The story of the first programmers will remain forever untold
The man in the back without a jacket is Mel Kaye, about whom Ed Nather wrote his timeless classic of programmer lore, TheStory of Mel.
The year is 1960 and although a wealth of information exists about the hardware he programmed on, nothing remains of his programming other than Ed Nather’s delightful tale.
Hackers and hobbyists
For the first twenty years of programming history, most programmers in the field, the ones writing the programs that got used in real life, were self-taught. There were no schools for programmers, no formal practices, nobody of knowledge, no discipline to speak of. Programmers either learned from a mentor or pursued their own individual instincts and intuitions.
The profession of electrical engineering was well organized, well documented, and acknowledged as being very significant. Computer hardware design was a recognized science and a respectable career for electrical engineers.
Meanwhile programming was a sideline that people with real careers (such as math or physics) engaged in out of personal interest. This eventually changed with the emergence of the discipline of computer science, which was focused on programming and software as the engine of innovation. Software would eventually become more important than hardware, but during these first critical years of computing history, only hardware engineering was respected, and history reflects this.
Lest the reader think that I am overstating the case of how little people thought of programming in those days, allow me to provide the following anecdote¹: when Edsger Dijkstra married Maria C. Debets in 1957, he was required as a part of the marriage rites to state his profession. His declaration that he was a programmer was not accepted by the authorities, because there was no such profession at that time in The Netherlands.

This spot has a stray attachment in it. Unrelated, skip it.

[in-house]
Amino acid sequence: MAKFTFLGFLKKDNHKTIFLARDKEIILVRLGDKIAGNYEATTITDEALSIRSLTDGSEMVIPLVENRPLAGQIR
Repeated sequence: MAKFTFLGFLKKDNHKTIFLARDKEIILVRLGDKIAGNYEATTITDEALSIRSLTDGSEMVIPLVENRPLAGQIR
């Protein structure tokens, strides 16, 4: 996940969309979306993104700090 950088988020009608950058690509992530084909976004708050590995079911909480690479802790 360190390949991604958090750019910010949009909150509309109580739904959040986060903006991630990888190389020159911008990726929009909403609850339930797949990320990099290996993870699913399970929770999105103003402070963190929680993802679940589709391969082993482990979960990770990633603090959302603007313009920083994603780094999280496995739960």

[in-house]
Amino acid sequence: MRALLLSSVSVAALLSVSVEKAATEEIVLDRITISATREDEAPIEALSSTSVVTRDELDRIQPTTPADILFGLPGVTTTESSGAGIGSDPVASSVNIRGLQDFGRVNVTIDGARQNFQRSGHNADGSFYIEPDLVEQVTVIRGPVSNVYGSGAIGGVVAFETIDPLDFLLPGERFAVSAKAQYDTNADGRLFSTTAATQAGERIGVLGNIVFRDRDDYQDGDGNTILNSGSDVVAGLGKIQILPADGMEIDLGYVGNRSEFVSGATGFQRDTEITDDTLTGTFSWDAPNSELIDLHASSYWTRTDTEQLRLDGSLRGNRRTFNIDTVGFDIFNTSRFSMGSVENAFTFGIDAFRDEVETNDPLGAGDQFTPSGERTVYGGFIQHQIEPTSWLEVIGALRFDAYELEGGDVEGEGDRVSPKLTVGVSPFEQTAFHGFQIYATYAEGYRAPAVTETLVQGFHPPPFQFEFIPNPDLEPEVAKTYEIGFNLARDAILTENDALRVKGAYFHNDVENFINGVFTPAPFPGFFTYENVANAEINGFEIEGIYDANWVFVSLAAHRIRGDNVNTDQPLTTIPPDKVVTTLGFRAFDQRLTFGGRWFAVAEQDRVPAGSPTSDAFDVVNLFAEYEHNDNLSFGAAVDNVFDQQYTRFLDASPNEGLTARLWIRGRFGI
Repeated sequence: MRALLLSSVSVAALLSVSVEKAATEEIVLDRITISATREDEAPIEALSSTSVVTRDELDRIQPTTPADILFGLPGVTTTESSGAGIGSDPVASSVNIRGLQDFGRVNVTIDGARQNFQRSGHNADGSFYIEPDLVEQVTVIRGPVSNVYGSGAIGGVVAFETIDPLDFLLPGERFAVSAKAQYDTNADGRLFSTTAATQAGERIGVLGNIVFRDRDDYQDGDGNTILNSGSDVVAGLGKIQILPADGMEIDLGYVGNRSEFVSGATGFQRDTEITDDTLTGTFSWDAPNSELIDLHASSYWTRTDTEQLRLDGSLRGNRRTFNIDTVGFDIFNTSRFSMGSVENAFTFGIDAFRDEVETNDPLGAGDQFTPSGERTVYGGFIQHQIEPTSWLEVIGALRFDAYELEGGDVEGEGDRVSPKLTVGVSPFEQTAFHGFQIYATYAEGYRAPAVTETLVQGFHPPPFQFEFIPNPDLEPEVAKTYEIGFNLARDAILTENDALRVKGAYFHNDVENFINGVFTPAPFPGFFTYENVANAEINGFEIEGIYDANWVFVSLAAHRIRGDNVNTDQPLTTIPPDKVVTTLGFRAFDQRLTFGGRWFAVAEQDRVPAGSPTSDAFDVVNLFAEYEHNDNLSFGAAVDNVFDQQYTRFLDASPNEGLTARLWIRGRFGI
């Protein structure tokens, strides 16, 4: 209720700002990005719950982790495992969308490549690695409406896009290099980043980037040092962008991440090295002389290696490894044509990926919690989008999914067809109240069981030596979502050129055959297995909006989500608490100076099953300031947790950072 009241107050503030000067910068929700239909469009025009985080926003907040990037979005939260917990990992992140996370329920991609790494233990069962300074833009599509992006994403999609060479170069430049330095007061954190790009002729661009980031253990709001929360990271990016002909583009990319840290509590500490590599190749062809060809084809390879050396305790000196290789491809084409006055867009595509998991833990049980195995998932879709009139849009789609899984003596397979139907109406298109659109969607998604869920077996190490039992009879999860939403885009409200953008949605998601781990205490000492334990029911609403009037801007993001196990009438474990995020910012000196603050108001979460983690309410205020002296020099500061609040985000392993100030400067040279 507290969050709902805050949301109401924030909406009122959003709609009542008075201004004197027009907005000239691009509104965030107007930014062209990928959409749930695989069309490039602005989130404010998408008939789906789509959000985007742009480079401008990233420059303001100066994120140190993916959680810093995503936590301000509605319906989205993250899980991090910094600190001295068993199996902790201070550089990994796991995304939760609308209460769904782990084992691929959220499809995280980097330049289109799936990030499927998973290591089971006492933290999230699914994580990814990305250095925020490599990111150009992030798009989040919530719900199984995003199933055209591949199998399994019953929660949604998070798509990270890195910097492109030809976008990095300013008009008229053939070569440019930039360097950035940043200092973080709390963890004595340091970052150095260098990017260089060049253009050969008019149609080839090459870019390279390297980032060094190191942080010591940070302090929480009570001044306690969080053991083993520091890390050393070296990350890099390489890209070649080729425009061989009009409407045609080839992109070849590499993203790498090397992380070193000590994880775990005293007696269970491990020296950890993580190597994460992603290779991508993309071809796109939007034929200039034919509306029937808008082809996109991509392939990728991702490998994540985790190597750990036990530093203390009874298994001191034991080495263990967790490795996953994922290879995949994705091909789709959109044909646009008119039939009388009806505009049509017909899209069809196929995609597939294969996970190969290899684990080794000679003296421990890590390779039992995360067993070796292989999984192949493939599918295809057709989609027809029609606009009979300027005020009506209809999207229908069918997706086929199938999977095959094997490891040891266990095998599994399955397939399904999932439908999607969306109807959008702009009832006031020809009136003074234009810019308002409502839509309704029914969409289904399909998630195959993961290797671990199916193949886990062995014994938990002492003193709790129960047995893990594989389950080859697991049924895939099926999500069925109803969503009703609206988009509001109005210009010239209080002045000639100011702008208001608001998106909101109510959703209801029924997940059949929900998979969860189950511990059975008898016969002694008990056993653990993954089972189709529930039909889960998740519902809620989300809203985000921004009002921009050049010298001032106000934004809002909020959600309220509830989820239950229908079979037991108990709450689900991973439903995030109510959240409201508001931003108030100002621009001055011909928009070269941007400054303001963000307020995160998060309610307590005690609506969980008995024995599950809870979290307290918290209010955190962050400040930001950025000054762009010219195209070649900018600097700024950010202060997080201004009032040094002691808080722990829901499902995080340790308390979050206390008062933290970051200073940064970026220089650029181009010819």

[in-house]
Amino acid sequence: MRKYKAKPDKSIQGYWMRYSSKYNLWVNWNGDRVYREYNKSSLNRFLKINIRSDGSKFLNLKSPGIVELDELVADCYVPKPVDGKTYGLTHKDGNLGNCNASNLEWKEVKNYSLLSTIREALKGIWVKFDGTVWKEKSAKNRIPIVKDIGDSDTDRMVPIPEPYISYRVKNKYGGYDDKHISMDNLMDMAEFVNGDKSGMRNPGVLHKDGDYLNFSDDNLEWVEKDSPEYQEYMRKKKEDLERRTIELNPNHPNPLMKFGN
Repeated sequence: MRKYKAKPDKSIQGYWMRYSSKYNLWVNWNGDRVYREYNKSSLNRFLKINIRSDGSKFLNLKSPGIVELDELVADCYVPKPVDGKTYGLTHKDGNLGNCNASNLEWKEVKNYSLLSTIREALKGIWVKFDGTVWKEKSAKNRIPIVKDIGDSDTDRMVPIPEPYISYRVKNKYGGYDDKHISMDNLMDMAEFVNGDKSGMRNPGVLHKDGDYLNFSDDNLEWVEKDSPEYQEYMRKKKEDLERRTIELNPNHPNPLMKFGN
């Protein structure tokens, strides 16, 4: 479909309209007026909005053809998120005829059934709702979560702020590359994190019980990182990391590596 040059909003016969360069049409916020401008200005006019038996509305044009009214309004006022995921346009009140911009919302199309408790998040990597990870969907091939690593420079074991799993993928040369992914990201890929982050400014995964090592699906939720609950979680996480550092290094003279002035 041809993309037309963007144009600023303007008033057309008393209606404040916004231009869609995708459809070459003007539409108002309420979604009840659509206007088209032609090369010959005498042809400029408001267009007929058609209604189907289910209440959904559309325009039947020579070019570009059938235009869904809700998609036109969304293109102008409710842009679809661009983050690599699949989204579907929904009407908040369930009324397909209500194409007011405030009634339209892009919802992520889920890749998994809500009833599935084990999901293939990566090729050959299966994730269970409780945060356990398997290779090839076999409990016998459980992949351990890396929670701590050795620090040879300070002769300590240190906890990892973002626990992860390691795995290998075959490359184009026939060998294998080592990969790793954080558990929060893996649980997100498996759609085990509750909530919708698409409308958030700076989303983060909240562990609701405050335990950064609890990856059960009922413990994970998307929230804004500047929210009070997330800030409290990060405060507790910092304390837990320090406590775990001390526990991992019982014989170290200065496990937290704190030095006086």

The typical programmer was self-taught and highly internally motivated. Apart from a small number of young prodigies, a programmer was more likely than not already highly educated, often with a Masters or PhD which was how they came to be anywhere near a computer to begin with. They tended to be a verysmart bunch.
There were no schools or courses for programmers, and when computers cost millions of dollars there were no casual programmers. They were some of the brightest lights of humanity simply by virtue of how difficult it was to become a programmer at that time.
Yet the fruit of those minds is gone forever, they labored in obscurity.
For every Hopper or Dijkstra or Knuth or Wirth that we know a little about, there were a thousand Mel Kayes, creating works of pure genius, of elegance and rare beauty. All these works have been lost forever as the magnetic tapes and punch cards that preserved the deepest thoughts of this hidden generation became obsolete and were binned, unceremoniously and out of sight.